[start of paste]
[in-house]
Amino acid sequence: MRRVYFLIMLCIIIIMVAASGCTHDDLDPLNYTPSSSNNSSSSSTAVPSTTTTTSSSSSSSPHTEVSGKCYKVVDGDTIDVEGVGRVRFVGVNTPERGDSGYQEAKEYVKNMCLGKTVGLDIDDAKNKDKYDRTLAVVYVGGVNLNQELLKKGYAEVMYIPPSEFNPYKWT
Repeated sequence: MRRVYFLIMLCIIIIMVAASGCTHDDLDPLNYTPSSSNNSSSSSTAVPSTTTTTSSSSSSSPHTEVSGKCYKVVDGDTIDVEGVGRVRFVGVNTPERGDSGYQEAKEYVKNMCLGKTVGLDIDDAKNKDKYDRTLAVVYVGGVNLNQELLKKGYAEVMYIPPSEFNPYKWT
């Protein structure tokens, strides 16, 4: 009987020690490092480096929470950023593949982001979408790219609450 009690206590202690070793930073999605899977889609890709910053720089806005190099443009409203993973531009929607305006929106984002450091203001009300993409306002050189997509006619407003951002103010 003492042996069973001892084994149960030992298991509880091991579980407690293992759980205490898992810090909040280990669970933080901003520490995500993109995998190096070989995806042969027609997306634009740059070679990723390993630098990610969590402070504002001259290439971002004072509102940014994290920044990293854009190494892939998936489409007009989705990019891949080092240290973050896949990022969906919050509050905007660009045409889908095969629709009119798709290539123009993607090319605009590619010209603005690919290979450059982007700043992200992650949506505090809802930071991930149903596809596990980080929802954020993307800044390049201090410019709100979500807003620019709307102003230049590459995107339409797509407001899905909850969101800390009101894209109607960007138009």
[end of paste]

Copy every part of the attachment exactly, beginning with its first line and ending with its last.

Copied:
[in-house]
Amino acid sequence: MRRVYFLIMLCIIIIMVAASGCTHDDLDPLNYTPSSSNNSSSSSTAVPSTTTTTSSSSSSSPHTEVSGKCYKVVDGDTIDVEGVGRVRFVGVNTPERGDSGYQEAKEYVKNMCLGKTVGLDIDDAKNKDKYDRTLAVVYVGGVNLNQELLKKGYAEVMYIPPSEFNPYKWT
Repeated sequence: MRRVYFLIMLCIIIIMVAASGCTHDDLDPLNYTPSSSNNSSSSSTAVPSTTTTTSSSSSSSPHTEVSGKCYKVVDGDTIDVEGVGRVRFVGVNTPERGDSGYQEAKEYVKNMCLGKTVGLDIDDAKNKDKYDRTLAVVYVGGVNLNQELLKKGYAEVMYIPPSEFNPYKWT
């Protein structure tokens, strides 16, 4: 009987020690490092480096929470950023593949982001979408790219609450 009690206590202690070793930073999605899977889609890709910053720089806005190099443009409203993973531009929607305006929106984002450091203001009300993409306002050189997509006619407003951002103010 003492042996069973001892084994149960030992298991509880091991579980407690293992759980205490898992810090909040280990669970933080901003520490995500993109995998190096070989995806042969027609997306634009740059070679990723390993630098990610969590402070504002001259290439971002004072509102940014994290920044990293854009190494892939998936489409007009989705990019891949080092240290973050896949990022969906919050509050905007660009045409889908095969629709009119798709290539123009993607090319605009590619010209603005690919290979450059982007700043992200992650949506505090809802930071991930149903596809596990980080929802954020993307800044390049201090410019709100979500807003620019709307102003230049590459995107339409797509407001899905909850969101800390009101894209109607960007138009």